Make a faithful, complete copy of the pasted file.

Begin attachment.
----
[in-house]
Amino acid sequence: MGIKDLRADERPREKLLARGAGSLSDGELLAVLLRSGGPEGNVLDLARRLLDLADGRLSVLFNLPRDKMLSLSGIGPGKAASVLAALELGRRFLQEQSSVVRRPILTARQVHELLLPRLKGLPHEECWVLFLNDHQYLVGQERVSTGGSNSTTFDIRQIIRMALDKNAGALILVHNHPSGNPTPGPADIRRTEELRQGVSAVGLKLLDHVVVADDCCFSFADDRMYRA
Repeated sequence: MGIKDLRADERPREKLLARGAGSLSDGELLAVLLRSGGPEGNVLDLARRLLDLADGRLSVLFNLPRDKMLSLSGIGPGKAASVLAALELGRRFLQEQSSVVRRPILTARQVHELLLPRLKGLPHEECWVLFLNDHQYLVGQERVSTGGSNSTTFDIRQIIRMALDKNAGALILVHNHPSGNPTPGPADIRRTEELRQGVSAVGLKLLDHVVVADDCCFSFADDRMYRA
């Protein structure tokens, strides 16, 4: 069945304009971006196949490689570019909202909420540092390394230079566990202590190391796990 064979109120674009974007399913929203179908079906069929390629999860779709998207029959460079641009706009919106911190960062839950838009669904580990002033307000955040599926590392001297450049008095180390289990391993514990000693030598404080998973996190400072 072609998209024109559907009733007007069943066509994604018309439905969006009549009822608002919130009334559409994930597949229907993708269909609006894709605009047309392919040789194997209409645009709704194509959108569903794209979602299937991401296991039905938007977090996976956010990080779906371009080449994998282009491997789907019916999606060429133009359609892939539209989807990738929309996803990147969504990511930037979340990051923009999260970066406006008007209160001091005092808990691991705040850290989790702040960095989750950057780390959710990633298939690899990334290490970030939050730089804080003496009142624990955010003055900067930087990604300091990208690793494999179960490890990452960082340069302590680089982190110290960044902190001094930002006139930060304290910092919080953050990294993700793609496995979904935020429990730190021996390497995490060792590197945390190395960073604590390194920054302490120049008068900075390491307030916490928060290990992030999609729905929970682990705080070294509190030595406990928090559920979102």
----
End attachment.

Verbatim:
[in-house]
Amino acid sequence: MGIKDLRADERPREKLLARGAGSLSDGELLAVLLRSGGPEGNVLDLARRLLDLADGRLSVLFNLPRDKMLSLSGIGPGKAASVLAALELGRRFLQEQSSVVRRPILTARQVHELLLPRLKGLPHEECWVLFLNDHQYLVGQERVSTGGSNSTTFDIRQIIRMALDKNAGALILVHNHPSGNPTPGPADIRRTEELRQGVSAVGLKLLDHVVVADDCCFSFADDRMYRA
Repeated sequence: MGIKDLRADERPREKLLARGAGSLSDGELLAVLLRSGGPEGNVLDLARRLLDLADGRLSVLFNLPRDKMLSLSGIGPGKAASVLAALELGRRFLQEQSSVVRRPILTARQVHELLLPRLKGLPHEECWVLFLNDHQYLVGQERVSTGGSNSTTFDIRQIIRMALDKNAGALILVHNHPSGNPTPGPADIRRTEELRQGVSAVGLKLLDHVVVADDCCFSFADDRMYRA
């Protein structure tokens, strides 16, 4: 069945304009971006196949490689570019909202909420540092390394230079566990202590190391796990 064979109120674009974007399913929203179908079906069929390629999860779709998207029959460079641009706009919106911190960062839950838009669904580990002033307000955040599926590392001297450049008095180390289990391993514990000693030598404080998973996190400072 072609998209024109559907009733007007069943066509994604018309439905969006009549009822608002919130009334559409994930597949229907993708269909609006894709605009047309392919040789194997209409645009709704194509959108569903794209979602299937991401296991039905938007977090996976956010990080779906371009080449994998282009491997789907019916999606060429133009359609892939539209989807990738929309996803990147969504990511930037979340990051923009999260970066406006008007209160001091005092808990691991705040850290989790702040960095989750950057780390959710990633298939690899990334290490970030939050730089804080003496009142624990955010003055900067930087990604300091990208690793494999179960490890990452960082340069302590680089982190110290960044902190001094930002006139930060304290910092919080953050990294993700793609496995979904935020429990730190021996390497995490060792590197945390190395960073604590390194920054302490120049008068900075390491307030916490928060290990992030999609729905929970682990705080070294509190030595406990928090559920979102």